However, the world's biggest publisher of free dailies has seen a steady improvement of its financial results for three consecutive quarters and the end of freesheets seems further off than many predicted in 2009 and 2008.
No doubt, the consolidation in the freesheet market, Metro's own divestments and closures as well as an end to costly freesheet wars, most notably in key markets such as Denmark and Sweden, has benefited Metro's bottom line. "We're getting to be a bit more of a boring company, more predictable," said Anders Kronborg, the company's CFO, when I talked to him about Metro's Q1 results in April.
If you look at the company's share price curve for the first half of 2010 there's not much evidence of that so far, but now that it has moved its headquarters back from London to the city where it all started, back in 1995, perhaps some of that Swedish steadiness and predictability, which also may be described as boring in some contexts, will rub off.
At least Metro is using the relocation as a chance to build a new team and re-evaluate its online operations, Metro-boss Per Mikael Jensen told me yesterday. He said the organisation is planning to reveal a new online strategy come August/ September. PaidContent in particular has focused a lot on the company's lacklustre online results.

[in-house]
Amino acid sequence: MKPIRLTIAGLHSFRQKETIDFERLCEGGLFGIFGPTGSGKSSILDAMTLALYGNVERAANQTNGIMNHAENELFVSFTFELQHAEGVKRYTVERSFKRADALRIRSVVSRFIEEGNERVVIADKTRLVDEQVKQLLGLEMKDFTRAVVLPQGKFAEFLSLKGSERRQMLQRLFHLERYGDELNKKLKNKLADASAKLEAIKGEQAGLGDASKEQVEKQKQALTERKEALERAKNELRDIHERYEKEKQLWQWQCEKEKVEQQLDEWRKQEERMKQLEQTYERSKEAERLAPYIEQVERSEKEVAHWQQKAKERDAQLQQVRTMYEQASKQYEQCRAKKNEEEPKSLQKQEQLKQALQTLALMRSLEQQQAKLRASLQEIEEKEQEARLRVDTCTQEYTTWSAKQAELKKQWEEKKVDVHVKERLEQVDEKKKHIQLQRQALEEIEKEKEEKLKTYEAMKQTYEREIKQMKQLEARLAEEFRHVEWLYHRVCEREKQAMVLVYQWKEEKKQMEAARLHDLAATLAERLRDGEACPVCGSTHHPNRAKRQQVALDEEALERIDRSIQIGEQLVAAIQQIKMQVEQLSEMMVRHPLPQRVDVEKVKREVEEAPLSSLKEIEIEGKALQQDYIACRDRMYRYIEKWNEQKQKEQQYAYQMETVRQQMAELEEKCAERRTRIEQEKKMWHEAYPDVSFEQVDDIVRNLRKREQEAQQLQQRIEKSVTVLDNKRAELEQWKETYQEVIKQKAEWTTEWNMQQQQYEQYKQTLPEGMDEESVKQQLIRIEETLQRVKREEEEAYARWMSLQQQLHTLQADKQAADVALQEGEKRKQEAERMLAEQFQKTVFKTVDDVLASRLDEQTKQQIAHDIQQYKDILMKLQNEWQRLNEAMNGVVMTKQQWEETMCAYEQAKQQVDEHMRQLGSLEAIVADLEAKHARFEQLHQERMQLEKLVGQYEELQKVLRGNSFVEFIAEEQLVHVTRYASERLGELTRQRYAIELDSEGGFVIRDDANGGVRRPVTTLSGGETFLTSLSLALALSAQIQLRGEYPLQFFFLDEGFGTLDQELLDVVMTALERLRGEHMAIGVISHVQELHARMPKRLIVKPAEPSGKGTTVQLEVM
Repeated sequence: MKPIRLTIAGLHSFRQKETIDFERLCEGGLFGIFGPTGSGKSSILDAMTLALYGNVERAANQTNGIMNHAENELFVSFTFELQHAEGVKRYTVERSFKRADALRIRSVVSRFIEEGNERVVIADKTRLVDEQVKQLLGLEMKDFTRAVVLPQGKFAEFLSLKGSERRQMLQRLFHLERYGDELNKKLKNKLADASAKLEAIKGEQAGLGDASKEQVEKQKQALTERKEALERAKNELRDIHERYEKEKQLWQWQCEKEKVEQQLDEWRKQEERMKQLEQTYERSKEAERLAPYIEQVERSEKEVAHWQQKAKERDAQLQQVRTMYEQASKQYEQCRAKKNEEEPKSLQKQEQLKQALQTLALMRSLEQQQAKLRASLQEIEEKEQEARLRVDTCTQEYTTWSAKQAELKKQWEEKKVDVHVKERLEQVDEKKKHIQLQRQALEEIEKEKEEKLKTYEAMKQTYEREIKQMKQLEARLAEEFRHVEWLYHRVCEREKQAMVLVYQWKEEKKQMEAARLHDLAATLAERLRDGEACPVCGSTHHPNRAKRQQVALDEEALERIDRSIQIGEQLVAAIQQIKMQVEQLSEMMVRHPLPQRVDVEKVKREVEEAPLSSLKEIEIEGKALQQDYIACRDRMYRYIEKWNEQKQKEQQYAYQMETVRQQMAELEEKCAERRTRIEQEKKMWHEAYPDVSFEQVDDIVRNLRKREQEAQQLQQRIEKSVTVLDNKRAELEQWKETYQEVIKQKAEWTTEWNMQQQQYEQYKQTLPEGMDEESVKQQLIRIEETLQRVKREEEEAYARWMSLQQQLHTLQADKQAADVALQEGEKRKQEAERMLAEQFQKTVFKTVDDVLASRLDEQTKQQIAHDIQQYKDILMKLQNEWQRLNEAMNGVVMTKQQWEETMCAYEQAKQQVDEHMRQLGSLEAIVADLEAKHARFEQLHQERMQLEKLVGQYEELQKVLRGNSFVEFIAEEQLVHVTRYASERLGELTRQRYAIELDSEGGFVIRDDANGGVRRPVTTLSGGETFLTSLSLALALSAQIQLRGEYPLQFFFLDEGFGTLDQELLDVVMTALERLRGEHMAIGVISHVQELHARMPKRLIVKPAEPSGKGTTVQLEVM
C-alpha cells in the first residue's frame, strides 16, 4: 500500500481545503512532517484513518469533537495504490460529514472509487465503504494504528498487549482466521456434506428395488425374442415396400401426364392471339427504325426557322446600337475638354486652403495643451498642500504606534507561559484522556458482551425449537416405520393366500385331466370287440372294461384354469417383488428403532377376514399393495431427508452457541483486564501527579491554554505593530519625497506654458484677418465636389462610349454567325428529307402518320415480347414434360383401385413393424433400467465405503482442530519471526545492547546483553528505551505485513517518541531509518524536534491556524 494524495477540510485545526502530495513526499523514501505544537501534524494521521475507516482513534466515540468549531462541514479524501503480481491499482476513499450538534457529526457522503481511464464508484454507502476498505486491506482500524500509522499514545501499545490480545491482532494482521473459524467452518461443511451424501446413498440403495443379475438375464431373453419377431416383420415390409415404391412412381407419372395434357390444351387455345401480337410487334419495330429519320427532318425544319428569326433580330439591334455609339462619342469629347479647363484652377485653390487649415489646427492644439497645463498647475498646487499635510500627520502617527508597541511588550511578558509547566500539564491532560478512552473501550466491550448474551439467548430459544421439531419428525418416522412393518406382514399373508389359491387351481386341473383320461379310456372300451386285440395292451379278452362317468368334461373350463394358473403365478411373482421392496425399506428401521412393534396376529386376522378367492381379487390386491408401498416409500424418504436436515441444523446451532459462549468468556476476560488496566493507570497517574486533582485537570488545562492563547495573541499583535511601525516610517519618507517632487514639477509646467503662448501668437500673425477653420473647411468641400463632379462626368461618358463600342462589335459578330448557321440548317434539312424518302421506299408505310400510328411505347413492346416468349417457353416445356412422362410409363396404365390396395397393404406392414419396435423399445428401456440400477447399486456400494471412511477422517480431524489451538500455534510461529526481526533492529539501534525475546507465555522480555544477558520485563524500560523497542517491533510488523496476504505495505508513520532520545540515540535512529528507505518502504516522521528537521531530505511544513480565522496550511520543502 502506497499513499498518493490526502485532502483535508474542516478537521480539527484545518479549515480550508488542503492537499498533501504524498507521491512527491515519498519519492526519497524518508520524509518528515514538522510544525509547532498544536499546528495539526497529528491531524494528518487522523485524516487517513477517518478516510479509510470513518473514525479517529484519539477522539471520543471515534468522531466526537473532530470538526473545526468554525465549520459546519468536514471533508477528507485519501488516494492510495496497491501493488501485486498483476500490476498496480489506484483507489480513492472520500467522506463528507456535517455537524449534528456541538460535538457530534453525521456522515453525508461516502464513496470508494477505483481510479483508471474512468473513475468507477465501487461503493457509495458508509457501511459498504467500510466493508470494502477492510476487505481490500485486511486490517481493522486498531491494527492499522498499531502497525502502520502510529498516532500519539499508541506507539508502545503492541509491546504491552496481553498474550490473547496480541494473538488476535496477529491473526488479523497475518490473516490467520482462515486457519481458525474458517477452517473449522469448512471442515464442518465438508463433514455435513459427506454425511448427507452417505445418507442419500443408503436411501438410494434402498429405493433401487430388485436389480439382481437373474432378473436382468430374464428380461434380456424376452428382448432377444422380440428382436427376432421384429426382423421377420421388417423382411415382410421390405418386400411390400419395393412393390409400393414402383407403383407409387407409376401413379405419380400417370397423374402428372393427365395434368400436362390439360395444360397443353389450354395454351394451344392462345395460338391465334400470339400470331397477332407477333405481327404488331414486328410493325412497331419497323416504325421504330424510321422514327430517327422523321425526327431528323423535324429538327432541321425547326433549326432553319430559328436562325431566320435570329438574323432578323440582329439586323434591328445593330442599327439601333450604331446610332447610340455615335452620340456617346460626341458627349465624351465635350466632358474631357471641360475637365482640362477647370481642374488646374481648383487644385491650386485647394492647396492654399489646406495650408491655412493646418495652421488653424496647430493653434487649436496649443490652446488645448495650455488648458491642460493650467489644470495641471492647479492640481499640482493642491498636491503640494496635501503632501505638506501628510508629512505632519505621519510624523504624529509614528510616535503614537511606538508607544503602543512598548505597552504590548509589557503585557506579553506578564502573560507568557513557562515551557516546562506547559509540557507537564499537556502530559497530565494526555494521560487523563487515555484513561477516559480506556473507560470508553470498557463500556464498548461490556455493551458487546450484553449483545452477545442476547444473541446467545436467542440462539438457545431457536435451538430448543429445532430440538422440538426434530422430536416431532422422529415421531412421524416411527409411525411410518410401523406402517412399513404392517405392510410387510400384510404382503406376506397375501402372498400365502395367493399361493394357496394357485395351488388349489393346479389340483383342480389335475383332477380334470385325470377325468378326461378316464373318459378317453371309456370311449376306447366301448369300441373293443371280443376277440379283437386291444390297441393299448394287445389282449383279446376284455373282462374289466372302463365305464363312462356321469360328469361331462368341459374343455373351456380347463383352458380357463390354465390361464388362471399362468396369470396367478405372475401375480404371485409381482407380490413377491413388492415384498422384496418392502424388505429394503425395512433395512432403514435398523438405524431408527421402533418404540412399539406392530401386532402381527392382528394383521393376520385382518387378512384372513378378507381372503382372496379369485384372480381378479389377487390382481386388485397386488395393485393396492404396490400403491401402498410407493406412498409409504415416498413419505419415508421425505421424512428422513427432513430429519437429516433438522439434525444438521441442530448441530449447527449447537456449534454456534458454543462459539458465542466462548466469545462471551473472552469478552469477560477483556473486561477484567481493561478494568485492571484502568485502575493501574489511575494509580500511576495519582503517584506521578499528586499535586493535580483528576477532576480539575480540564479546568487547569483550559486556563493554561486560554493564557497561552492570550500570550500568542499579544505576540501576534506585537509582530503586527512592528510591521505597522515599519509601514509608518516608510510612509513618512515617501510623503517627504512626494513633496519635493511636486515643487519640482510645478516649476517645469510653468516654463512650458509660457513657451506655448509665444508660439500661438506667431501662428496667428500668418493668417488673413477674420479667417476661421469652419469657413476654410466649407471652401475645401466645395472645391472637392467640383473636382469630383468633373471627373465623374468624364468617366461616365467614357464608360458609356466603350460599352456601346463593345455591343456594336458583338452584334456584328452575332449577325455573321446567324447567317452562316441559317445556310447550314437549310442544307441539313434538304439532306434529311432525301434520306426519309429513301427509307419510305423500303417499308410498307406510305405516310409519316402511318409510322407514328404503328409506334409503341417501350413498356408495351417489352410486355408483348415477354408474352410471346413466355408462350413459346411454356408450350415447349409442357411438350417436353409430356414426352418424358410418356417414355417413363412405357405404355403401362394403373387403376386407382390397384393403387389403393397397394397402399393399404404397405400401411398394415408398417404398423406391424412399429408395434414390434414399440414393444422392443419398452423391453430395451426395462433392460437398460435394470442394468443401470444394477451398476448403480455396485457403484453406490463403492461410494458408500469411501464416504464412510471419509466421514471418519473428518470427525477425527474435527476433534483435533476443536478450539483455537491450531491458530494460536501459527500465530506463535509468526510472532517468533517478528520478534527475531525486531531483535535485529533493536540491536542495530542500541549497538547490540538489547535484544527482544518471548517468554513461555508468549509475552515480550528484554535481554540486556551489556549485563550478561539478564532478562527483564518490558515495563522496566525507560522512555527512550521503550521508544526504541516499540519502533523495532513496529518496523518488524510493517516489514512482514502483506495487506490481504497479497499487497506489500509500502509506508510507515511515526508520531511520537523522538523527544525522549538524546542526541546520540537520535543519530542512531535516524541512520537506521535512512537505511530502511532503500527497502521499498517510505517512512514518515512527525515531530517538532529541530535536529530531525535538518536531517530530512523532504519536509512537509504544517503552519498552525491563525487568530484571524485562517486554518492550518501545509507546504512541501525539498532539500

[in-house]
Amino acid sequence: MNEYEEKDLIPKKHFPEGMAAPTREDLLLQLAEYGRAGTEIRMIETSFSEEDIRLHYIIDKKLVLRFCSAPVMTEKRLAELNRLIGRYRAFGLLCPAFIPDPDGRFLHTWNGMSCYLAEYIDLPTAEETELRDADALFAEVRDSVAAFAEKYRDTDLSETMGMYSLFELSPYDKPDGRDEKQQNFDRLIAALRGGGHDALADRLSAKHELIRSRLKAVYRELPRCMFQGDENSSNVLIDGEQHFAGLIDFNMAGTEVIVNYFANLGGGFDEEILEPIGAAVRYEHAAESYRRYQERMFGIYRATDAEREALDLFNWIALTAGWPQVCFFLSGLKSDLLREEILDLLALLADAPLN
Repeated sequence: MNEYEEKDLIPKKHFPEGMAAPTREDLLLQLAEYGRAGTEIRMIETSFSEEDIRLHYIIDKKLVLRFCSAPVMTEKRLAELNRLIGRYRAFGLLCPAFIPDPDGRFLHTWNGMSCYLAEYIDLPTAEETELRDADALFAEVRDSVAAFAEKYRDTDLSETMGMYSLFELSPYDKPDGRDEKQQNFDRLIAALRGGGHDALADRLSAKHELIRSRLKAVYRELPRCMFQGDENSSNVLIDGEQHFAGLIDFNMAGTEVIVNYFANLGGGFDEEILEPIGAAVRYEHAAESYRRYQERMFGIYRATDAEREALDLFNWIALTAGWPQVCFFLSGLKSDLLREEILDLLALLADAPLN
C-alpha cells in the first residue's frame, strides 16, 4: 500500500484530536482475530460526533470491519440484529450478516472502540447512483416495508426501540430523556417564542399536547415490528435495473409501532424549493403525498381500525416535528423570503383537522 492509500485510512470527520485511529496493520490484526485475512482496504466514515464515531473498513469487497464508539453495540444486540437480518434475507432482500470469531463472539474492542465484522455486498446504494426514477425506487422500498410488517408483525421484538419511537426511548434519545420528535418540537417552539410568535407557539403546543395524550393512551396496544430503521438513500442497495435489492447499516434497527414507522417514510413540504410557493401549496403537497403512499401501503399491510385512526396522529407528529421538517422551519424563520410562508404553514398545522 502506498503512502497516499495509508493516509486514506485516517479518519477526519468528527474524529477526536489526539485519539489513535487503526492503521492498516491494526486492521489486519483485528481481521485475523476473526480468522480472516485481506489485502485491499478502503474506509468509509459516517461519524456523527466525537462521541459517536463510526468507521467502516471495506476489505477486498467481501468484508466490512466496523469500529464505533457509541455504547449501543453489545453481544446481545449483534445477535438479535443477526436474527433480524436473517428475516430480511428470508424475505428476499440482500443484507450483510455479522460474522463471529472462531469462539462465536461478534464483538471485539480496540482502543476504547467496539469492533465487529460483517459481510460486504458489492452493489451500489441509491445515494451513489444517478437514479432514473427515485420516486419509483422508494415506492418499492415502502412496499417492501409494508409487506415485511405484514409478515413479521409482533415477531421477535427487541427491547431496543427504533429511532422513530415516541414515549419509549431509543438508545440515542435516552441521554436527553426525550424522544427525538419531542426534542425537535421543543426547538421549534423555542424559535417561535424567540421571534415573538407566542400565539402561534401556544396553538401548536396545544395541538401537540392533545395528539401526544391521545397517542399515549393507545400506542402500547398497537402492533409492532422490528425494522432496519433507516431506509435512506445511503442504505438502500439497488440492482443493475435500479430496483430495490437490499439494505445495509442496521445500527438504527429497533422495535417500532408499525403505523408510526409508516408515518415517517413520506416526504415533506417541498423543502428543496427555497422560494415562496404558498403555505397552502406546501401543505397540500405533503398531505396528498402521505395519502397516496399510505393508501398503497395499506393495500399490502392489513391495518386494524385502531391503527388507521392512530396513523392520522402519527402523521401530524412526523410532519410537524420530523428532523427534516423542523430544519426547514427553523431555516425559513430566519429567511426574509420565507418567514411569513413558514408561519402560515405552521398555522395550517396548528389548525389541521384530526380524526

When confronted with this, Jensen pointed out that this was not in any way unique for Metro. "Point me to a media company that's been successful online apart from the likes of Schibsted, there are not many who have been successful making money online," he said and added that Metro does run profitable online operations in countries like Canada, Mexico, Denmark and Sweden. Now, in the latter country Schibsted took a 35 per cent stake in Metro's operation when it folded its own freesheet, Punkt SE, in 2008. Perhaps some of Schibsted's reputed online savviness will rub off too.
In the meantime, there's Q3 to grapple with. Jensen said Metro is on track to a full year operating profit for 2010, but admitted the third quarter is usually the company's weakest. "If we could remove Q3 from our results we would be happy to, but it is estimated into our full year forecasts. Actually, in Metro we have T-shirts with 'I hate Q3' written on the back," he said.